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Pearl Harbor: From Infamy to Greatness Hardcover – September 20, 2016
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“In this brilliant mix of history and emotion, Craig Nelson has managed to combine grueling research with masterful reporting in order to capture the long and the short, the overview and the detail, of that infamous day in a paradisal land of orchids and jacaranda. It has taken seventy-five years, but now, finally, the Pearl Harbor book has been written.”
—Jim deFilippi, author of Mules of Monte Cassino and Murka
"Craig Nelson has completely retold the epic story of Pearl Harbor. Using his skills as a reporter and a literary stylist, he not only deftly paints the fleeting image—an enemy pilot waving as he flies by, a cup of coffee trembling on a table while outside a war commences—but a world roiled in titanic struggle. His gifts as storyteller, his empathy and scope, will appeal to fans of Walter Lord’s Day of Infamy or Cornelius Ryan’s A Bridge Too Far, and, in surprise, the inquiry of Lawrence Wright’s The Looming Tower. This book has a thousand poignant and unforgettable moments. You’ll read Pearl Harbor and want to pass it to a friend."
—Doug Stanton, New York Times best-selling author of Horse Soldiers and In Harm's Way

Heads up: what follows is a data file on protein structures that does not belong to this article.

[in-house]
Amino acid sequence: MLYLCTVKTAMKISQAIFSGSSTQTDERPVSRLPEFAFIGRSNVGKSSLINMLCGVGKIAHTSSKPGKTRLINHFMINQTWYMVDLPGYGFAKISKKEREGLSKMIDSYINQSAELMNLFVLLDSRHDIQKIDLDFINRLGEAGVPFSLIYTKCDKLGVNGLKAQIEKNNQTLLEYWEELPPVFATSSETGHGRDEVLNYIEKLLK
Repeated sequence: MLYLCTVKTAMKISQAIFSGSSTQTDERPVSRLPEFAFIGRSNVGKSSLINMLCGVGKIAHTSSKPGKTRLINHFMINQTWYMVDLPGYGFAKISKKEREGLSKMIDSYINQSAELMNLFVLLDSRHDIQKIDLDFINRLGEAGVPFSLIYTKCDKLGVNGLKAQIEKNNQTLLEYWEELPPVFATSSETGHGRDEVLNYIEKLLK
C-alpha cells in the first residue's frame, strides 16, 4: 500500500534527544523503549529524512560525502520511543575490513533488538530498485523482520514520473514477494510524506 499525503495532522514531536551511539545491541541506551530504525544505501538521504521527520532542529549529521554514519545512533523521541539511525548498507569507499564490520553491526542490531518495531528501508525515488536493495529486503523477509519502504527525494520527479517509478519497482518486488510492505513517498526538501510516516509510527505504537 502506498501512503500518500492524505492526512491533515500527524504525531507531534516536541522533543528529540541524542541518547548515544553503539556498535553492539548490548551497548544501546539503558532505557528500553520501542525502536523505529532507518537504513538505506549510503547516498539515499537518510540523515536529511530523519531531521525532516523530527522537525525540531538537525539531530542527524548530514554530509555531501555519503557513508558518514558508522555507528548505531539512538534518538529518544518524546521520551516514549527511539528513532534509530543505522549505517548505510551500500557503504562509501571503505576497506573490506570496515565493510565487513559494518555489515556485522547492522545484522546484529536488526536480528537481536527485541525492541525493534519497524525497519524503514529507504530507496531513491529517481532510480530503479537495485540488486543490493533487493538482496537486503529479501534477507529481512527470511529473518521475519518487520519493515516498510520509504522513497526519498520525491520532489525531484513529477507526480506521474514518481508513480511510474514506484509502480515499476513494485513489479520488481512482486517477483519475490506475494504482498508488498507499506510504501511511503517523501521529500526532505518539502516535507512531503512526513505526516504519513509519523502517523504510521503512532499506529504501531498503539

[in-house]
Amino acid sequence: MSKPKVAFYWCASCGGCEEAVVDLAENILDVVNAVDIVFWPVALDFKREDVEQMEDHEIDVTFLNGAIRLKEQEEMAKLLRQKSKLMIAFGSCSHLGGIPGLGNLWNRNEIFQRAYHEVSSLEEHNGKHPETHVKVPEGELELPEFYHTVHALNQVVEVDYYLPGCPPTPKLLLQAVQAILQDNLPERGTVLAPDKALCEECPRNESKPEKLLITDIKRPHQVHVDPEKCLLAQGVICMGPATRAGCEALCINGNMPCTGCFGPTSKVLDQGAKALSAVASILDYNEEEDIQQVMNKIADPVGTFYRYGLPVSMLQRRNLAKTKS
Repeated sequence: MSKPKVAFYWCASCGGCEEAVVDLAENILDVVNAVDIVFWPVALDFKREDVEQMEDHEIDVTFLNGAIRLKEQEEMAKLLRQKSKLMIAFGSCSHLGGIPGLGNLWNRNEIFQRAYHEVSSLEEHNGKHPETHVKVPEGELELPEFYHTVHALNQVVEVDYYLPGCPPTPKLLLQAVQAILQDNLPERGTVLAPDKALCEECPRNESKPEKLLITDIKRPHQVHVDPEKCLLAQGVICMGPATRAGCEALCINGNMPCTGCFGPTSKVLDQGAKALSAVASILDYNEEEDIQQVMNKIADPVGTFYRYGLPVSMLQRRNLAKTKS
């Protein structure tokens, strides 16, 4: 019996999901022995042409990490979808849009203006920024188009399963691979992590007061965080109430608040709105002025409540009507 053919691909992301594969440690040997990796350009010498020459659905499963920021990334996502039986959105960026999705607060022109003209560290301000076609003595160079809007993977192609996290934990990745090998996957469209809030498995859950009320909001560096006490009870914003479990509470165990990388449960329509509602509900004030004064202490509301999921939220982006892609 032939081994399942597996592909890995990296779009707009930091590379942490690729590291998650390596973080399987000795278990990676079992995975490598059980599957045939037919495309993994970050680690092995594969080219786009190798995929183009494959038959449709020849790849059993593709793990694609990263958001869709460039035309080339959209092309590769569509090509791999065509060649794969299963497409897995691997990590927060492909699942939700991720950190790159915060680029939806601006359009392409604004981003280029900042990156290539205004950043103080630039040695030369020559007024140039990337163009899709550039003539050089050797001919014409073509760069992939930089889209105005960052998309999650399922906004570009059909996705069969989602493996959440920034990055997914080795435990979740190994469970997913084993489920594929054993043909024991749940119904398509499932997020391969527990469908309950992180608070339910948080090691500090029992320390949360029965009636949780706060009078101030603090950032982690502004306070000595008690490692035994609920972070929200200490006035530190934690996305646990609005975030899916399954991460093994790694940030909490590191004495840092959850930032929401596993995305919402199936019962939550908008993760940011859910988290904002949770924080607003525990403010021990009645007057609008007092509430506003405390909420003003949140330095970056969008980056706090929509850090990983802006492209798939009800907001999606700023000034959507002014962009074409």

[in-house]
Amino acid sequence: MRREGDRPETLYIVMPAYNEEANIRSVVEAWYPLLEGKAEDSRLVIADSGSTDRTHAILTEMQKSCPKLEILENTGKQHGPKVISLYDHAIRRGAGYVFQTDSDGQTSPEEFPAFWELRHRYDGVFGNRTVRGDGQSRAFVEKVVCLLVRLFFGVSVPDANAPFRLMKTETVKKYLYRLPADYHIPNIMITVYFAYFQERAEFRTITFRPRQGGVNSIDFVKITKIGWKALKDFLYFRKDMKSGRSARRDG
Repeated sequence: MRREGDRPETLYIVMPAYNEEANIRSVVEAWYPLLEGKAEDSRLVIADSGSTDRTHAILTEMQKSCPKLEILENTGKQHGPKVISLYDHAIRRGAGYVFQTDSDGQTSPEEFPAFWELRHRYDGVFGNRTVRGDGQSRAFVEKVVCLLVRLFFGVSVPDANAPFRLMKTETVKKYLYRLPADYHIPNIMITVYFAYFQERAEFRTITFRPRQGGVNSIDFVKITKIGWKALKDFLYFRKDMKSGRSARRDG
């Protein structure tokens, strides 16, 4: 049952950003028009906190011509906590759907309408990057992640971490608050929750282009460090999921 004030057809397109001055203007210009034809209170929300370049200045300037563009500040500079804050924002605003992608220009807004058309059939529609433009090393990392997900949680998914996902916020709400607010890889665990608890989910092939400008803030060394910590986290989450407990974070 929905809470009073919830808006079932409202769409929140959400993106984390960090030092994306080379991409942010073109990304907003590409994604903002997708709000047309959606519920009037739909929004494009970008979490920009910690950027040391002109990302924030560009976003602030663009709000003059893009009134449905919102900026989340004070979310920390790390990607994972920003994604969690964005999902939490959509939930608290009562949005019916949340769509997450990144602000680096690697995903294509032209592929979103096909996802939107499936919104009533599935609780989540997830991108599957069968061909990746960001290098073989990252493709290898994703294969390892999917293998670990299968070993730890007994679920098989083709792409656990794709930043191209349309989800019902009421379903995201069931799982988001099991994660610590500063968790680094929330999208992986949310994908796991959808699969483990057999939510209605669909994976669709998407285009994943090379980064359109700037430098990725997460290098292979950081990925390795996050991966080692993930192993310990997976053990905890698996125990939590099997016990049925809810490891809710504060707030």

“Craig Nelson has taught me there's a lot to learn about an infamous day and it's a joy reading his deeply-researched and well-written account.”
—James Bradley, bestselling author of Flags of Our Fathers, Flyboys, and The China Mirage
"Bookshelves groan with accounts of the 1941 attack on Pearl Harbor and its aftermath, but readers will not regret this thick new contribution to the literature. . . . Nelson weaves archival research, interviews, and personal experiences from both sides into a blow-by-blow narrative of destruction liberally sprinkled with individual heroism, bizarre escapes, and equally bizarre tragedies."
“A valuable reexamination of the causes, the attack, and the aftermath of that seminal event [at Pearl Harbor] … Superbly done and instructive… Informative and poignant. ... This is a worthy addition to the already voluminous studies of a history-changing event.”
—Booklist (starred review)
"Nelson brings his formidable narrative talents to bear on this well-known history as he comprehensively contextualizes and covers the battle....To differentiate his work from the many previous volumes on this event, Nelson highlights the individual experiences of soldiers at the battle’s front and beyond. Nelson’s well written history of Pearl Harbor will be enjoyed by the general reader and appropriately highlights the battle’s historical significance."
"As close to a complete history as possible of the events leading up to the December 1941 bombing…This comprehensive account doesn’t shy away from the horrors of war, successfully providing an even-handed chronicle of the events that led up to Pearl Harbor.”
—Library Journal (starred review)
"Undoubtedly, we will read many stories about Pearl Harbor in the coming months, but this book is an invaluable resource for those who want to know the whole story."
“[An] important new piece of Pearl Harbor scholarship… A comprehensive, engaging new history of the attack that thrust the United States into World War II.”
“A superb and instructive reexamination of the causes, the attack, and the aftermath of Pearl Harbor…backed by a deep look into prewar developments in Japan.”
About the Author